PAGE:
The Australian public have low levels of trust in Artificial Intelligence (AI), driven largely by a perceived lack of appropriate institutional safeguards, according to a new report from KPMG and the University of Queensland (UQ).
KPMG and UQ have been researching global levels of trust in AI for three years. This third edition of the Trust in AI report calls for more regulation, in particular the need for an independent regulator in Australia.
Partner in charge of KPMG Futures, James Mabbott, told iTnews that many Australians would like to see such a regulatory body established for AI.
“The expectation is actually that there is an independent AI regulator or regulatory body set up in Australia. And I think that's where the big point of difference is, that in general, people expect that we would have that framework in place,” said Mabbott.
KPMG and UQ’s report reveals that institutional safeguards and regulatory frameworks have the biggest impact on the general public’s attitude towards AI.
According to the report, “Given our results show most people are unconvinced that current governance and regulations are adequate to protect people from problems associated with AI, a critical first step towards strengthening trust and the trustworthiness of AI is ensuring it is governed by an appropriate regulatory and legal framework.”
Mabbott also pointed out that there are no specific Australian laws regulating AI, big data or algorithmic decision making. However, there are a range of laws that impact these systems and technologies.
“Some of the laws that are highly relevant in this space are laws in relation to things such as privacy and data security. Corporate Law is important, so too are corporate governance and risk management responsibilities,” he said.
“Things such as intellectual property laws, competition law and anti-discrimination laws may also apply in the context of AI.”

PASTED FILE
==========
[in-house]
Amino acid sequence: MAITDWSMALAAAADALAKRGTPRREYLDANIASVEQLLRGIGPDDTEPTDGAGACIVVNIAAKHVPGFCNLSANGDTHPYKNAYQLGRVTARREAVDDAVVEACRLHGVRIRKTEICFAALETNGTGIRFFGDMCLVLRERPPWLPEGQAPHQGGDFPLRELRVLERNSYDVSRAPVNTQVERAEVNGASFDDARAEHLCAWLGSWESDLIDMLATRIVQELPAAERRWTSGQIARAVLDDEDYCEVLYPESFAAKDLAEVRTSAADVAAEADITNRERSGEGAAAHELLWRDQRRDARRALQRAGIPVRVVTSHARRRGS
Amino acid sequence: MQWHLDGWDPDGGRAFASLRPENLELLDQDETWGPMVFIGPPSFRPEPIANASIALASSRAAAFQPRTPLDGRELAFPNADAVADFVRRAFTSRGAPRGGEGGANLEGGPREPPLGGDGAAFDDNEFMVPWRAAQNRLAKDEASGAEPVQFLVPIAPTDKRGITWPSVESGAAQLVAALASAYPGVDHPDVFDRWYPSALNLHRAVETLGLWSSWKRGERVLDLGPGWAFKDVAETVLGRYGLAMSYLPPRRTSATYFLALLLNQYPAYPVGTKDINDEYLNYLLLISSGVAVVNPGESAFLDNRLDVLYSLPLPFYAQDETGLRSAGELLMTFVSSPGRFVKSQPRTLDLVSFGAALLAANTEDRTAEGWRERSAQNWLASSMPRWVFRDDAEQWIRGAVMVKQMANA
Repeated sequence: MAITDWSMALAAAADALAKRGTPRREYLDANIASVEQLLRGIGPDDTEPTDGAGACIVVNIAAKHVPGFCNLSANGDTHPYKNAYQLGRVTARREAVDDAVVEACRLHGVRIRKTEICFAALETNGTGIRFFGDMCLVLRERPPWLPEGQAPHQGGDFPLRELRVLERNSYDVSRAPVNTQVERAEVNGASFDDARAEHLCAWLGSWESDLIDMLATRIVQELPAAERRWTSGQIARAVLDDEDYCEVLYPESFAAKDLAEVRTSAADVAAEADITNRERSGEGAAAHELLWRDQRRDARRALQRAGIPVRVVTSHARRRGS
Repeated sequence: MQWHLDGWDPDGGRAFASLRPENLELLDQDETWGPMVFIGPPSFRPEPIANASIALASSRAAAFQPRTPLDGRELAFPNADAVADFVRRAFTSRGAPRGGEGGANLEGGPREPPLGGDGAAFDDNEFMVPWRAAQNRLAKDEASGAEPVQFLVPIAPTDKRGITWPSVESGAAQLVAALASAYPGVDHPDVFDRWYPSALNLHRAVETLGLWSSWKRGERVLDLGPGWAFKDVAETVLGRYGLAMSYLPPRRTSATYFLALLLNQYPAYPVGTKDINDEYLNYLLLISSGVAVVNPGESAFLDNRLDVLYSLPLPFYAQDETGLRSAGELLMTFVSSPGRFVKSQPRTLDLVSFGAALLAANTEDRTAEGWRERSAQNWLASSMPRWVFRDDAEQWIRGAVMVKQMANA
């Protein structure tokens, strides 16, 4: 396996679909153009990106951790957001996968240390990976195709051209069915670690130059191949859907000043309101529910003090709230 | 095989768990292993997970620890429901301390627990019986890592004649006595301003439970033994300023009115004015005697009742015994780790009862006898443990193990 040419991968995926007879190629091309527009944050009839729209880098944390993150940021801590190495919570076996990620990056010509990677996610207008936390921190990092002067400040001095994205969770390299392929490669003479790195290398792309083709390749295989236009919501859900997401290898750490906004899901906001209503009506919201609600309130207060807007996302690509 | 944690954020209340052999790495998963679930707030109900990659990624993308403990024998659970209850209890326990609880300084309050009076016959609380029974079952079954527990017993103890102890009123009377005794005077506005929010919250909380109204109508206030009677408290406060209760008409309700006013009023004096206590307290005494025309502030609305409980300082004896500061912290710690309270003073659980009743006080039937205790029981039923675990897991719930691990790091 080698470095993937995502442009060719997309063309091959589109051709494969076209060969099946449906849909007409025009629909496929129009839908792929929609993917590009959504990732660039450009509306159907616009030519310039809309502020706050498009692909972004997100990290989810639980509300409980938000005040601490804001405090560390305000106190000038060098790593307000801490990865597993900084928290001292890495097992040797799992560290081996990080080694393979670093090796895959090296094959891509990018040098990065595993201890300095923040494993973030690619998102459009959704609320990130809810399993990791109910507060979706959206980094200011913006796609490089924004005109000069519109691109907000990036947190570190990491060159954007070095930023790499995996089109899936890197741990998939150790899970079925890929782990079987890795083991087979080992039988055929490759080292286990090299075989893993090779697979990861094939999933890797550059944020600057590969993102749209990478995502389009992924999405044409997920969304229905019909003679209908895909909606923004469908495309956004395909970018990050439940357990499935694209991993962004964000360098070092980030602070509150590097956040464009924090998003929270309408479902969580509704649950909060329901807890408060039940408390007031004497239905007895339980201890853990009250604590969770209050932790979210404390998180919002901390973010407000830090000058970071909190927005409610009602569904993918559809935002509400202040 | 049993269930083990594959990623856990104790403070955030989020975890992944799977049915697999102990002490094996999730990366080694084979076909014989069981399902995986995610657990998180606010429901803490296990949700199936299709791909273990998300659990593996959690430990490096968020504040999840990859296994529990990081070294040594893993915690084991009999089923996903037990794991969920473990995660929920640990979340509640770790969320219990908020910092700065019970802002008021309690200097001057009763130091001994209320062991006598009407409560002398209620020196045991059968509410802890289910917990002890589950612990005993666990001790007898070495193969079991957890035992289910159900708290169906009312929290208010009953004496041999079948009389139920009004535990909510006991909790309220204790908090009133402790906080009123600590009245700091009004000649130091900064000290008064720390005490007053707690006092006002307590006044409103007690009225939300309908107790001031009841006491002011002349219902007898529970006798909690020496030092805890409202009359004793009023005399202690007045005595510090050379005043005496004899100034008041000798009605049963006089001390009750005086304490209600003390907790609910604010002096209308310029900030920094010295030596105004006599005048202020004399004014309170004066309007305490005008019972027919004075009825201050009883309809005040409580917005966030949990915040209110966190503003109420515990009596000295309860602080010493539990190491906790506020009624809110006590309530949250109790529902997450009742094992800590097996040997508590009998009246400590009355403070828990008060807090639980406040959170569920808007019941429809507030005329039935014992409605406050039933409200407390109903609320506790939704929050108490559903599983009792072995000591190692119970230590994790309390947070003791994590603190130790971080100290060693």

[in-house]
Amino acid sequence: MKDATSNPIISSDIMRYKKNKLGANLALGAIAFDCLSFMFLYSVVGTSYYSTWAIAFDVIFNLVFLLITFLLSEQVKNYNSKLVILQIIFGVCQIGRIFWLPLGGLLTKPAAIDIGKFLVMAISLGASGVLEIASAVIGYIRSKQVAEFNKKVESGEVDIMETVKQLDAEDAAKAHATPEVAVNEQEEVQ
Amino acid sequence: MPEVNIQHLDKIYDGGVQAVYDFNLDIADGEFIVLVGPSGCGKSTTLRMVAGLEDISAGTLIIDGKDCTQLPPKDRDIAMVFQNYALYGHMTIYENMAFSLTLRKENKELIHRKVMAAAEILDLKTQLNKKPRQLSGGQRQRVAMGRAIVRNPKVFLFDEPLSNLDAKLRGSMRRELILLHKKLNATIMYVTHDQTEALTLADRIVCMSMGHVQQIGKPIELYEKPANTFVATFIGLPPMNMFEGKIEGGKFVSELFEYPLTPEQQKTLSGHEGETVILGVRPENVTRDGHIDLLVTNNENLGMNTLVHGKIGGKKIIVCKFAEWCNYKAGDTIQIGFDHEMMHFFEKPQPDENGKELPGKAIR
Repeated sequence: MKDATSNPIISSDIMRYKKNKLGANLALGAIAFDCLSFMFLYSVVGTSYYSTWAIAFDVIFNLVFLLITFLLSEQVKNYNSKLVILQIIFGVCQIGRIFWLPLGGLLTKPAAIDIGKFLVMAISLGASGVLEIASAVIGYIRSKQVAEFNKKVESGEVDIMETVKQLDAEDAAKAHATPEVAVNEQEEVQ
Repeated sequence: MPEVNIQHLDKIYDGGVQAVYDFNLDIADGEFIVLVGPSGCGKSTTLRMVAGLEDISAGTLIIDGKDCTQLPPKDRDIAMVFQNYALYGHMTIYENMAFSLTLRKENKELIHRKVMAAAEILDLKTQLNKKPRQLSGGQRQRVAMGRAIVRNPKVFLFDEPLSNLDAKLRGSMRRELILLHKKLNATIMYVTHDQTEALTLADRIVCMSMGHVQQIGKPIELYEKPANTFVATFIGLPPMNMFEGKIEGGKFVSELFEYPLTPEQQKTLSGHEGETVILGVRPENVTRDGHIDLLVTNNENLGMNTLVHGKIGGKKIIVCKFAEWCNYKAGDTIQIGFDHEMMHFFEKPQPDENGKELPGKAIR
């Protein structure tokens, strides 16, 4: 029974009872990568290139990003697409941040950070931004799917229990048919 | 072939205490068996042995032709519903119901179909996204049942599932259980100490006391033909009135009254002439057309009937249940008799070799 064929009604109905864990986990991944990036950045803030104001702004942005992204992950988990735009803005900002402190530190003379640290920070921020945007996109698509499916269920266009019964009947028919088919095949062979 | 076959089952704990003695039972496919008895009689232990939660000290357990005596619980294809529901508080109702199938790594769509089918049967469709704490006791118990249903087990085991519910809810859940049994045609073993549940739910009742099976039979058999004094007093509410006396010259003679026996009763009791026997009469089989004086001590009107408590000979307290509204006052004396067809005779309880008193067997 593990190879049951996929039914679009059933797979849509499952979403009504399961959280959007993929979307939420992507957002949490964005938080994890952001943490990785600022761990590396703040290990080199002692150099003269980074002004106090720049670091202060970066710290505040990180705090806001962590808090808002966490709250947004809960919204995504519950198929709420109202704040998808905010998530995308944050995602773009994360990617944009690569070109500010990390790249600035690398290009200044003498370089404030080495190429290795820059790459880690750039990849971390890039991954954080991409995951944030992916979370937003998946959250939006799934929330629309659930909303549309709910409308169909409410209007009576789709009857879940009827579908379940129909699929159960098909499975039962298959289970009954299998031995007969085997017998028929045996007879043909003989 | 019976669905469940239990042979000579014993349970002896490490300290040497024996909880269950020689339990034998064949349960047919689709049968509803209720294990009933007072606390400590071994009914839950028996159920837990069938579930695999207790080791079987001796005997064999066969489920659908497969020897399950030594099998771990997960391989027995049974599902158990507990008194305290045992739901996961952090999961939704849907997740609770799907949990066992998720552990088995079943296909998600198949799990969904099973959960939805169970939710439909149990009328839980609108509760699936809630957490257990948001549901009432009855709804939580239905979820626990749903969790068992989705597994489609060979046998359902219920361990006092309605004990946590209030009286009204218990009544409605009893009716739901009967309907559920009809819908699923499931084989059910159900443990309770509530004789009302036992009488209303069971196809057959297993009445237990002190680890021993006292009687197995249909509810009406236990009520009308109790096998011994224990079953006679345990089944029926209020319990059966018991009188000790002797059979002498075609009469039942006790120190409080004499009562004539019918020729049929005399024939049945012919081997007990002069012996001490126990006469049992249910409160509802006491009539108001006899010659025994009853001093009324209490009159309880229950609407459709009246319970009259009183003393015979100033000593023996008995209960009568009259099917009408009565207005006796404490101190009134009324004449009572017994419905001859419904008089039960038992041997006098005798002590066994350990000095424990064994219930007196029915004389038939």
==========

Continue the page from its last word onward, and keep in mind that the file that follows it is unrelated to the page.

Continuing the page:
Trust levels based on application
Applications for AI are another factor impacting levels of trust, according to the report.
Lower levels of trust are attributed to Human Resources use cases such as in hiring or promotional decisions, while greater levels of trust are associated with AI in healthcare.
“Trust in AI in the workplace tends to be higher where that AI application is being used for our benefit. So, if it's augmenting my work, if it's making me more productive, if it's making my day easier, if it's delivering a better outcome to customers, then I tend to have a higher level of trust in that application,” said Mabbott.
“You've got a higher degree of trust in the application, because the benefit that you're seeking to drive is clear to you.”
Differences in trust levels also exist between managers and non-managers.
The report reveals that the majority of managers are more supportive of AI and believe that it will create more jobs than it will eliminate.
“This reflects a broader trend of managers being more comfortable, trusting and supportive of AI use at work than other employees, with manual workers the least comfortable and trusting of AI at work. Given managers are typically the drivers of AI adoption in organisations, these differing views may cause tensions in the implementation of AI at work,” the report states.
Younger generations and the university educated also show greater levels of trust in AI than older generations and those without a university education. This may come down to having a better understanding of the technology.
According to the report, “They are more likely to believe AI will create jobs, but also more aware that AI can perform key aspects of their work. They are more confident in entities to develop, use and govern AI, and more likely to believe that current safeguards are sufficient to make AI use safe. It is noteworthy that we see very few meaningful differences across gender in trust and attitudes towards AI.”